No mention is made of ENSO or Pacific decadal variations that dominate interannual and decadal variability in the real world, and which are a key to understanding the recent hiatus, and recent trends that are not representative of longer-term trends, although frequently interpreted as such. In section 4.5, the authors point out the need to simulate a number of features realistically and the model does not really do them very well, especially basic things like sea surface salinity. So the relevance of the model is not established. They use the model for a number of highly artificial experiments that are supposed to depict melting of ice at high latitudes: ”freshwater injection.” These experiments introduce a lot of very cold fresh water in various places, and then they see what happens. The question is how relevant these are to the real world and what is happening as global warming progresses? They do not seem at all realistic to me.

A key to a lot of this is how clouds change, and one needs to get clouds right in the first place to have confidence in the results. Unfortunately, this is an area where major problems exist. Huge problems occur over the southern oceans for instance and ***all models have far too much sunshine penetrating to the surface compared with observations***. No doubt the southern ocean, featured strongly by Hansen et al, plays an important role, but data there are poor, and change is not well known; in particular the recent hiatus in global warming greatly influences any observations, which can therefore be quite misleading wrt trends. I certainly do not believe the result claimed with regard to less snow over Antarctica with a warming climate. Although Hansen argues that the real world is responding even faster than in the model scenarios, this is not at all clear owing to the natural variability.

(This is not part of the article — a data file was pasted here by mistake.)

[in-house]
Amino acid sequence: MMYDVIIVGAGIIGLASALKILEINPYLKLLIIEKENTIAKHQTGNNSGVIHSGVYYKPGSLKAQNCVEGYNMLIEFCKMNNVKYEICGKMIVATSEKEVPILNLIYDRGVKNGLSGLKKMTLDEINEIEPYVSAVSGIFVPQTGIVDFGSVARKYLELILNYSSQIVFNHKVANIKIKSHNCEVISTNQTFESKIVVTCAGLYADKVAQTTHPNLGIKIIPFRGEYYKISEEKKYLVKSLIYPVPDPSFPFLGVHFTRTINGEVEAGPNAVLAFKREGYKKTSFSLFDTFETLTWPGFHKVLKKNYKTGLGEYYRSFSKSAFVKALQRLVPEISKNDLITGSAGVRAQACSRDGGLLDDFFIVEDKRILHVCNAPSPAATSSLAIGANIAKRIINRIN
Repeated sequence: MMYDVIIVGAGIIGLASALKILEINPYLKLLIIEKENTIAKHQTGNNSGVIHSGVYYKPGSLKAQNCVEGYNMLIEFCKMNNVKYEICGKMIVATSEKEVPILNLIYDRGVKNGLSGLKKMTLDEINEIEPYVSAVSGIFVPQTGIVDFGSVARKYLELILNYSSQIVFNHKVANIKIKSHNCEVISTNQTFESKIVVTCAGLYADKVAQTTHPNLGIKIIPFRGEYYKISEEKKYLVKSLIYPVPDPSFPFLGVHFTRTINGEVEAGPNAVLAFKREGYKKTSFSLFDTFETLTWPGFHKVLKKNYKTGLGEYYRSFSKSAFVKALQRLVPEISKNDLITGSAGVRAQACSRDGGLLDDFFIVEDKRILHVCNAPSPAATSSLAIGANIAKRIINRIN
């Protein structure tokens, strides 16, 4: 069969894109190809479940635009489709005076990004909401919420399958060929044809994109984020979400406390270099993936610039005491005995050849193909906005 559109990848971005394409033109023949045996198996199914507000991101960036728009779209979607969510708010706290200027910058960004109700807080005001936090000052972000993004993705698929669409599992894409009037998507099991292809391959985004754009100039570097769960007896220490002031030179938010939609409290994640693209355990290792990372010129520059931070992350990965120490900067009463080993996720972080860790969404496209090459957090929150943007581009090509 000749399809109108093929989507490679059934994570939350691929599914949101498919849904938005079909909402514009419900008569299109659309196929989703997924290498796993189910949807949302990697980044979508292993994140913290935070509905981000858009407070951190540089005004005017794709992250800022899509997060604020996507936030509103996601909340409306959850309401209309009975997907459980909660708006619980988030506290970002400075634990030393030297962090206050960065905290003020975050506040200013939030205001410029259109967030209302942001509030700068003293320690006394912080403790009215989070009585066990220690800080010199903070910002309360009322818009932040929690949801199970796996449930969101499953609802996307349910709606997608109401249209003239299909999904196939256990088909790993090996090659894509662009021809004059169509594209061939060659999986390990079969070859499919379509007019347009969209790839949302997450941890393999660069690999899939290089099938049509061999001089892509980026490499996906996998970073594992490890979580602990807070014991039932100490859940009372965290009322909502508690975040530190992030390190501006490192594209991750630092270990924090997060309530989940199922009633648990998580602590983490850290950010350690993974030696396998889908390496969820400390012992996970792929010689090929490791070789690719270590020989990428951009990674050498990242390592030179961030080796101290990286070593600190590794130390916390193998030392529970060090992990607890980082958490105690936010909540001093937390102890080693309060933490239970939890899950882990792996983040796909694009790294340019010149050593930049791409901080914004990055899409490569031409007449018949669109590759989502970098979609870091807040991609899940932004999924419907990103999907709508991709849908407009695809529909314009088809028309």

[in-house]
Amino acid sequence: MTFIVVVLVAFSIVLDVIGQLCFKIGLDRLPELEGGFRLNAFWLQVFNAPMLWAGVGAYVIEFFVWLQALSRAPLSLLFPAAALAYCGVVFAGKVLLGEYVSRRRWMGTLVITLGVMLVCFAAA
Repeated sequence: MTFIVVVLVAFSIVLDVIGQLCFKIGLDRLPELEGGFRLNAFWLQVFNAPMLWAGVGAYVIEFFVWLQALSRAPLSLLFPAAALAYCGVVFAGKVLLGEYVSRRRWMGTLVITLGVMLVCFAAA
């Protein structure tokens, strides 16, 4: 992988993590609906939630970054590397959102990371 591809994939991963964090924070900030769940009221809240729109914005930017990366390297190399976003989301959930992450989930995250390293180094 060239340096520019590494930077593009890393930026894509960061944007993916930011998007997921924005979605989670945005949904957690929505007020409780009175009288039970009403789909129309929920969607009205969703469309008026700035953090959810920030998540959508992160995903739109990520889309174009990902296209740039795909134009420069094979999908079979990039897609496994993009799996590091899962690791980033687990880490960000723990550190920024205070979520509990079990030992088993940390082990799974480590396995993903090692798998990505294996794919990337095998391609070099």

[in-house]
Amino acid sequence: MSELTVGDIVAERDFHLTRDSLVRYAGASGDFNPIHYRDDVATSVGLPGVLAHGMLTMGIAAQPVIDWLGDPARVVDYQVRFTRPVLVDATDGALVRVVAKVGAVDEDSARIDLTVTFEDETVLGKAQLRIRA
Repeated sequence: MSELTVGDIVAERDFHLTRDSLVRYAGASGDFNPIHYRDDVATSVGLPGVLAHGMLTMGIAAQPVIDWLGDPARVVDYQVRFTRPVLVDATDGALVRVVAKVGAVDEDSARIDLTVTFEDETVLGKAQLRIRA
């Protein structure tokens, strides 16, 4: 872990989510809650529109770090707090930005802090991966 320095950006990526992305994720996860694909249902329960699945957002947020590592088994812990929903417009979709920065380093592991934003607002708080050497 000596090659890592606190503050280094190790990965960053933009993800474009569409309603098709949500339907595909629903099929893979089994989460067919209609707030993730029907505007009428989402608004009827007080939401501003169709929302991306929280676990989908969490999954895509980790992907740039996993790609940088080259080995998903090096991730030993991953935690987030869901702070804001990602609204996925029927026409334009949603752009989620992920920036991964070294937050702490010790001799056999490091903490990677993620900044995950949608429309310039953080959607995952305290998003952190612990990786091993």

http://mobile.nytimes.com/blogs/dotearth/2015/07/23/whiplash-warning-when-climate-science-is-publicized-before-peer-review-and-publication

Follow the Water–Arctic Ocean Flywheels

Originally posted on Science Matters:

The motto of oceanography should be: “It’s not that simple.”

Dallas Murphy wrote that in a book containing his reflections from numerous voyages with ocean scientists, entitled Follow the Water: Exploring the Sea to Discover Climate. The author goes on to say:

“One reason why the ocean has been left out of the climate-change discussion is that its internal mechanisms and its interactions with the atmosphere are stunningly complex. That the ocean has been left out has helped pitch the discussion toward unproductive, distracting extremes–either global warming is bunk or sea levels are about to rise twenty feet–and to frame the issue as a matter of opinion, like the place of prayer in public schools.”

He also quotes respected Oceanographer Carl Wunsch: “One of the reasons oceanography has a flavor all it’s own lies in the brute difficulty of observing the Ocean.”

A previous post on the Climate Water…

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Starry, Starry Night

Originally posted on MalagaBay: